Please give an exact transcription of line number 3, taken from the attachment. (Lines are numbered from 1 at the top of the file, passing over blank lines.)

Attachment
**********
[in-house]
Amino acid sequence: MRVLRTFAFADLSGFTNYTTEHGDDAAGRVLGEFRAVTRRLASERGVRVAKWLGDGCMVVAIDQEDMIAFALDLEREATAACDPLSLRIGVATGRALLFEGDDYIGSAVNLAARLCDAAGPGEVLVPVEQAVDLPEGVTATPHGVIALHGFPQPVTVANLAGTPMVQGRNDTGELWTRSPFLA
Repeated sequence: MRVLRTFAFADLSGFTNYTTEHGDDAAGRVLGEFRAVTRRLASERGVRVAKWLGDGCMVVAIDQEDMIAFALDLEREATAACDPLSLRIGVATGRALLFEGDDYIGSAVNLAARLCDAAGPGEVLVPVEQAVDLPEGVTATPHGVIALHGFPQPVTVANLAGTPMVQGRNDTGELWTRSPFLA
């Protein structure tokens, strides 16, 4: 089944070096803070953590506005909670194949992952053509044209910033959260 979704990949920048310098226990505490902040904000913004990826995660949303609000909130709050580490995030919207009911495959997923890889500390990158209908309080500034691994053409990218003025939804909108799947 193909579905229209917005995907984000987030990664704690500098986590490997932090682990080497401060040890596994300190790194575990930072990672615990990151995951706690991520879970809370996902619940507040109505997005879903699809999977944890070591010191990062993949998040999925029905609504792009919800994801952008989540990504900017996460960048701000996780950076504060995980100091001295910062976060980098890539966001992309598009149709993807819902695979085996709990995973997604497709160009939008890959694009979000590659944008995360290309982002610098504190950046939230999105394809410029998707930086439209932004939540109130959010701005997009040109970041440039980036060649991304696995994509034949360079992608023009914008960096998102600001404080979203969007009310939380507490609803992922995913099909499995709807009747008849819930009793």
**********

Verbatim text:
Repeated sequence: MRVLRTFAFADLSGFTNYTTEHGDDAAGRVLGEFRAVTRRLASERGVRVAKWLGDGCMVVAIDQEDMIAFALDLEREATAACDPLSLRIGVATGRALLFEGDDYIGSAVNLAARLCDAAGPGEVLVPVEQAVDLPEGVTATPHGVIALHGFPQPVTVANLAGTPMVQGRNDTGELWTRSPFLA